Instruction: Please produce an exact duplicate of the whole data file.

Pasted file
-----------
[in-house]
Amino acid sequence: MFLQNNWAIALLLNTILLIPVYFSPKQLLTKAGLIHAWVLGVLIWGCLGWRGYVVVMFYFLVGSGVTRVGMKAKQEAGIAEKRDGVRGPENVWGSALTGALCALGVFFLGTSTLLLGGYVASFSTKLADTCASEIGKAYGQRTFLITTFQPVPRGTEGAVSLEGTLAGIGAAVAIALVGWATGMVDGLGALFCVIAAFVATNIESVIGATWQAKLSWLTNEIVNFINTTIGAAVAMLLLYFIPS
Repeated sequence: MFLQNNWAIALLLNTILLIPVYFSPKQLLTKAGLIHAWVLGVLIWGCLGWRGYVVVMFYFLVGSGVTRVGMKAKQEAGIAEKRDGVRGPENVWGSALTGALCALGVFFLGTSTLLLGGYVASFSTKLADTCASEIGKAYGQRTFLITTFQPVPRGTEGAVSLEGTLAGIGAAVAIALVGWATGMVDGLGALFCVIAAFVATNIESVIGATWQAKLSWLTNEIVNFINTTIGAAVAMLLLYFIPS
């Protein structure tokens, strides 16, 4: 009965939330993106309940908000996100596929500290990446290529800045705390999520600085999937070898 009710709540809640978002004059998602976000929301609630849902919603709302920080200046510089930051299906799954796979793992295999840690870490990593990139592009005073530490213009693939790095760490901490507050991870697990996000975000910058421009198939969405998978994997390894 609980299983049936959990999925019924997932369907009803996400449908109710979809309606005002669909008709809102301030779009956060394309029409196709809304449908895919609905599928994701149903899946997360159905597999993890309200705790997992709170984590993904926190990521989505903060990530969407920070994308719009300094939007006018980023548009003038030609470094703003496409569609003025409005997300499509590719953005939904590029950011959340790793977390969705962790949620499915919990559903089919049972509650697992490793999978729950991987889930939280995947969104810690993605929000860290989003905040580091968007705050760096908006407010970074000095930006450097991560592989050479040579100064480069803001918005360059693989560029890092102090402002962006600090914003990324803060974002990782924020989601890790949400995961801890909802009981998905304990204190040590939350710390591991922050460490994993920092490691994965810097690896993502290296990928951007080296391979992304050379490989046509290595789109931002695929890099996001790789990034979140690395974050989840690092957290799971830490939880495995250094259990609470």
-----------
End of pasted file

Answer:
[in-house]
Amino acid sequence: MFLQNNWAIALLLNTILLIPVYFSPKQLLTKAGLIHAWVLGVLIWGCLGWRGYVVVMFYFLVGSGVTRVGMKAKQEAGIAEKRDGVRGPENVWGSALTGALCALGVFFLGTSTLLLGGYVASFSTKLADTCASEIGKAYGQRTFLITTFQPVPRGTEGAVSLEGTLAGIGAAVAIALVGWATGMVDGLGALFCVIAAFVATNIESVIGATWQAKLSWLTNEIVNFINTTIGAAVAMLLLYFIPS
Repeated sequence: MFLQNNWAIALLLNTILLIPVYFSPKQLLTKAGLIHAWVLGVLIWGCLGWRGYVVVMFYFLVGSGVTRVGMKAKQEAGIAEKRDGVRGPENVWGSALTGALCALGVFFLGTSTLLLGGYVASFSTKLADTCASEIGKAYGQRTFLITTFQPVPRGTEGAVSLEGTLAGIGAAVAIALVGWATGMVDGLGALFCVIAAFVATNIESVIGATWQAKLSWLTNEIVNFINTTIGAAVAMLLLYFIPS
């Protein structure tokens, strides 16, 4: 009965939330993106309940908000996100596929500290990446290529800045705390999520600085999937070898 009710709540809640978002004059998602976000929301609630849902919603709302920080200046510089930051299906799954796979793992295999840690870490990593990139592009005073530490213009693939790095760490901490507050991870697990996000975000910058421009198939969405998978994997390894 609980299983049936959990999925019924997932369907009803996400449908109710979809309606005002669909008709809102301030779009956060394309029409196709809304449908895919609905599928994701149903899946997360159905597999993890309200705790997992709170984590993904926190990521989505903060990530969407920070994308719009300094939007006018980023548009003038030609470094703003496409569609003025409005997300499509590719953005939904590029950011959340790793977390969705962790949620499915919990559903089919049972509650697992490793999978729950991987889930939280995947969104810690993605929000860290989003905040580091968007705050760096908006407010970074000095930006450097991560592989050479040579100064480069803001918005360059693989560029890092102090402002962006600090914003990324803060974002990782924020989601890790949400995961801890909802009981998905304990204190040590939350710390591991922050460490994993920092490691994965810097690896993502290296990928951007080296391979992304050379490989046509290595789109931002695929890099996001790789990034979140690395974050989840690092957290799971830490939880495995250094259990609470």